relatives, actually close family, long-time family friend came up and wanted to talk to me and said he liked elizabeth warren. that's when it clicked. i've got a built-in focus group. let me talk to them and i'll work my way over and to aunt gloria, and my mother and other folks. >> what is aunt gloria doing? i'd like to know who she is voting for and what she brought to the picnic. >> aunt gloria is the one who told me she likes joe biden and thinks he should be the nominee. she thinks joe biden could stand up to president trump but was also the one who said that it's going to take an old white man to beat an old white man, quote, old school against old school. but as she said that, let me tell you, 20 of the 26 people i talked to were all for joe biden as their first choice. but my aunt gloria also said she liked kamala harris. but she wasn't, senator harris, but she didn't think she could
win, one, because she is not an old white person. but, also, she thought, and some other people thought kamala senator harris couldn't win because she is a woman. as another relative said, the country is not going to vote for a woman. hillary clinton, they didn't vote for hillary clinton. if hillary clinton had been a man she would have won. the other thing, the other surprise in my conversations at the family barbecue in north carolina is how many times mayor pete's name came up. keep in mind that the -- i'm 52 years old and i still felt like the youngest person in the yard. >> 52? let me tell you. you look excellent. >> why thank you. i'll give you my skin regimen when we're done. but we're talking about african-americans who are in their 50s, 60s, but pushing up there 70s, 80s, and aunt lucille who is 91.
but they talked about mayor pete. now, they couldn't remember his name. couldn't pronounce it. one relative said that other little fella. i think he's a governor. i showed the picture to her and she said, yeah. that's him. she was excited. and what people in the yard loved about mayor pete was that he's young, intelligent, stands strong as one relative said, they liked the fact that when mayor pete was hit with the question about what went down with the police involved shooting in south bend that he didn't equivocate. he hit -- went at the issue head on, quote, he didn't lie. he didn't make things up. other people talked about the fact that he was in essence true to himself. that he was upfront and straight forward. when i asked what do you mean by straight forward? the response was, he's been open about who he is and therefore no one can use it to embarrass him or hurt his candidacy. so there is a lot of respect for mayor pete. and, yet, another relative said that while biden is her first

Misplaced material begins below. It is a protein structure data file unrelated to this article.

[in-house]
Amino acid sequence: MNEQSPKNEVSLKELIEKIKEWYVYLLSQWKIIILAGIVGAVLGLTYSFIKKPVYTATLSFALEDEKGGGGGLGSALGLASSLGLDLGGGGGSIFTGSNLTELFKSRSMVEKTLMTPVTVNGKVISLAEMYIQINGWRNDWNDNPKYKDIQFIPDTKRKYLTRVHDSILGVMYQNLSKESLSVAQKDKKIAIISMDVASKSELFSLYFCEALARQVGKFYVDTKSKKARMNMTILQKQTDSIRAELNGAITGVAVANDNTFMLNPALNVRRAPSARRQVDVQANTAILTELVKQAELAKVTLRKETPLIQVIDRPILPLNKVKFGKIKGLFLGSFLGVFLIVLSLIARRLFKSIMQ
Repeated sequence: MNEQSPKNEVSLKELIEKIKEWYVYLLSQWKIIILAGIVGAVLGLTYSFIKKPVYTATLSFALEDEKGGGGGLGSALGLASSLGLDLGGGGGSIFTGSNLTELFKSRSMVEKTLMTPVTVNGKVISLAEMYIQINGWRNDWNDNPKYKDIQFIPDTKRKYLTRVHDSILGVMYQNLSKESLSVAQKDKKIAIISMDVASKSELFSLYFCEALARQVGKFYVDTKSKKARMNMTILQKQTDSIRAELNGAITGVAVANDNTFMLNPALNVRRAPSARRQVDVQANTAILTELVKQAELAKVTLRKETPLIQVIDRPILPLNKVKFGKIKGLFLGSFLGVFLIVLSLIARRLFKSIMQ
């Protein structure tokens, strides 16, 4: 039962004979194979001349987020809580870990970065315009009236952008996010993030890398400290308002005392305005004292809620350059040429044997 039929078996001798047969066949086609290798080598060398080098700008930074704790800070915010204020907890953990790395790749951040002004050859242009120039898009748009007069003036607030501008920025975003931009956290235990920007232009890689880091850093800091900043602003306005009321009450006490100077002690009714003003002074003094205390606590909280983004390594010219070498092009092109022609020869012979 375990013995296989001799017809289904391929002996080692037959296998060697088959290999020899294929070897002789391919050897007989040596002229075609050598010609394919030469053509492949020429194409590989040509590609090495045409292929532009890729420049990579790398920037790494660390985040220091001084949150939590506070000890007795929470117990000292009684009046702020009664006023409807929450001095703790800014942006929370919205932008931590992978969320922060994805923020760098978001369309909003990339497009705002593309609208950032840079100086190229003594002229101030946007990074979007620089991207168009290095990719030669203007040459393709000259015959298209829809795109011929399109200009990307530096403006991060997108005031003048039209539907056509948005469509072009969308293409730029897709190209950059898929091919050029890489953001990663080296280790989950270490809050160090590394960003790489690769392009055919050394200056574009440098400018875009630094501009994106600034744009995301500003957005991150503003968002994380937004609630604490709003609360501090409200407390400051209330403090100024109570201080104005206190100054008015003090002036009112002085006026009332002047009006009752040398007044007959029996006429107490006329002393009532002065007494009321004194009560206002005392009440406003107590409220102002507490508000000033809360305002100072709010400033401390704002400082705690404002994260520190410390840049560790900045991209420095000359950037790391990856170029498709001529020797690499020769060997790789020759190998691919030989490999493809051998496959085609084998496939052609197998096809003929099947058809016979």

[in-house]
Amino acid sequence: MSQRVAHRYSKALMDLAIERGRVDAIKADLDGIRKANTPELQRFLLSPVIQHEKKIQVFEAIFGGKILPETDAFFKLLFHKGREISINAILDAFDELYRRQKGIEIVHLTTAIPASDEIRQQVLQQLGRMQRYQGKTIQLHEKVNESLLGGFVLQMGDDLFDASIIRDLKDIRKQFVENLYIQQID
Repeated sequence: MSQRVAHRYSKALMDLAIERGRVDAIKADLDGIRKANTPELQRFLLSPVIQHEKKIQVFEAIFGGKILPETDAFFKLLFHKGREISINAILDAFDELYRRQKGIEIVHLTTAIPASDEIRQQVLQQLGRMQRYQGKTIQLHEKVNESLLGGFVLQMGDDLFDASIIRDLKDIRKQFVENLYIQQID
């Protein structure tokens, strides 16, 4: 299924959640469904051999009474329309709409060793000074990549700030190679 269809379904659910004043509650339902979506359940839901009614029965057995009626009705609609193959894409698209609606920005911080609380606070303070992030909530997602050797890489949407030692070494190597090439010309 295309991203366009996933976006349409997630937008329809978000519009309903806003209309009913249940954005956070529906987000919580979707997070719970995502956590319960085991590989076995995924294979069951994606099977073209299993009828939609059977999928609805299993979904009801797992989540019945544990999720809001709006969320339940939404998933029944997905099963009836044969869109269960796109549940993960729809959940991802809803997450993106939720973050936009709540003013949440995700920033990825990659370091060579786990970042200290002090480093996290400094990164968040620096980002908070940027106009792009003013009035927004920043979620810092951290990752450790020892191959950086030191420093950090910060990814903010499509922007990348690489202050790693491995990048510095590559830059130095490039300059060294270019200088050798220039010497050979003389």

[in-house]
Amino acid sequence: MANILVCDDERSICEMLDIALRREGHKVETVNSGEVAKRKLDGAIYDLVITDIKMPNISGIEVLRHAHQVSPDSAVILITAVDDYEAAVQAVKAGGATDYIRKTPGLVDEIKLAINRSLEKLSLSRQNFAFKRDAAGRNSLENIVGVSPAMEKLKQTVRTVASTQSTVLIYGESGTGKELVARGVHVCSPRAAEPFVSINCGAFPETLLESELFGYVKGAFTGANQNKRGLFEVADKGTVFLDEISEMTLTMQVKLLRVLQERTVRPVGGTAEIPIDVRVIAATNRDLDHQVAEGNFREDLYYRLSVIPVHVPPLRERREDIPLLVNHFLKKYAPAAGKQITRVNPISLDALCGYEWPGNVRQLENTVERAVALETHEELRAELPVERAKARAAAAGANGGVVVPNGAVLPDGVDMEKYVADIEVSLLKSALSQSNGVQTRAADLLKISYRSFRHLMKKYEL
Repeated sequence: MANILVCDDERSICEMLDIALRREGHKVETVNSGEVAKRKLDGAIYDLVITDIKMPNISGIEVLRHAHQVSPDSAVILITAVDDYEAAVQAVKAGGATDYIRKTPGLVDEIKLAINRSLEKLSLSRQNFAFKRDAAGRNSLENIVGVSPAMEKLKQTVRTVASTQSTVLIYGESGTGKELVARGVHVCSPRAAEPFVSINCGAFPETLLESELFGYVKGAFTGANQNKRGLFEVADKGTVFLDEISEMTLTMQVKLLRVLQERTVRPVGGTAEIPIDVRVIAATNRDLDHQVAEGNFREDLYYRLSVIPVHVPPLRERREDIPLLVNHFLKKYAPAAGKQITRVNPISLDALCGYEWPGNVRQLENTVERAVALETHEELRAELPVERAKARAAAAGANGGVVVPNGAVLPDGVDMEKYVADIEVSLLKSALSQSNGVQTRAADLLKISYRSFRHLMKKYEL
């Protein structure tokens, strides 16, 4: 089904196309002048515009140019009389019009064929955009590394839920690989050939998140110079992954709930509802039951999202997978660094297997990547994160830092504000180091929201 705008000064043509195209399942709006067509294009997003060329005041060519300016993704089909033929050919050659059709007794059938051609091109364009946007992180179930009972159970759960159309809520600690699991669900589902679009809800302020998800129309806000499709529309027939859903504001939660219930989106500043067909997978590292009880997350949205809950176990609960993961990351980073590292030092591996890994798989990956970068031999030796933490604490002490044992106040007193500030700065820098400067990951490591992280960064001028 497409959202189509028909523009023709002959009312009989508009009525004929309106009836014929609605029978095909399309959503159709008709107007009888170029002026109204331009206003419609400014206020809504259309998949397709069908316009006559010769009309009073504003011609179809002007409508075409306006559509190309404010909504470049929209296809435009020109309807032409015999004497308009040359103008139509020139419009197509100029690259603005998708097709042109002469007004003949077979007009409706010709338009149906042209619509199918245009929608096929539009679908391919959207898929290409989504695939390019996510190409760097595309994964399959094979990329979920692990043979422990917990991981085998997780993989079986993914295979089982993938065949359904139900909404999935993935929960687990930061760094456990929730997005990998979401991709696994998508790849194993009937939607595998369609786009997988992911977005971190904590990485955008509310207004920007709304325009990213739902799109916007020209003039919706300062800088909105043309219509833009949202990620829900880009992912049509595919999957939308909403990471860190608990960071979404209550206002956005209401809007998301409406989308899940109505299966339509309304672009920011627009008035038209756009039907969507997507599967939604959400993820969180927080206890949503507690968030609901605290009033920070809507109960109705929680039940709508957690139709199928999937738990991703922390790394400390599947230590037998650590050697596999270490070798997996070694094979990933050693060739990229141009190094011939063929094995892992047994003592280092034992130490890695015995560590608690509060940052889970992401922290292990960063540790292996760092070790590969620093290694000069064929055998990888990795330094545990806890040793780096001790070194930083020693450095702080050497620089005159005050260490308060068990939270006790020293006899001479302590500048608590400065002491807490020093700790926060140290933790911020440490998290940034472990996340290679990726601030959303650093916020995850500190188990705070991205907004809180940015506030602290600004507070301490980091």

choice, mayor pete could end up being her primary choice. >> okay. then here's what i'm hearing, which to me is stunning because in newsrooms across new york and washington and op-eds we hear over and over the democrats need to choose someone, a person of color or a woman to truly represent the party. you're talking about 26 african-americans from north carolina who said, hum, a woman not going to get elected and you need an old white guy to beat an old white guy. so are we wrong or are they wrong? >> well, that's what the election is all about. >> we'll find out. >> right. that is what the election is all about. but also here is the other thing about the woman piece. particularly as it pertains to senator harris. even though they said, you know, it's got to be a white person, old white dude or, you know, they're not going to vote for a woman, the position senator harris was in amongst my relatives reminded me of where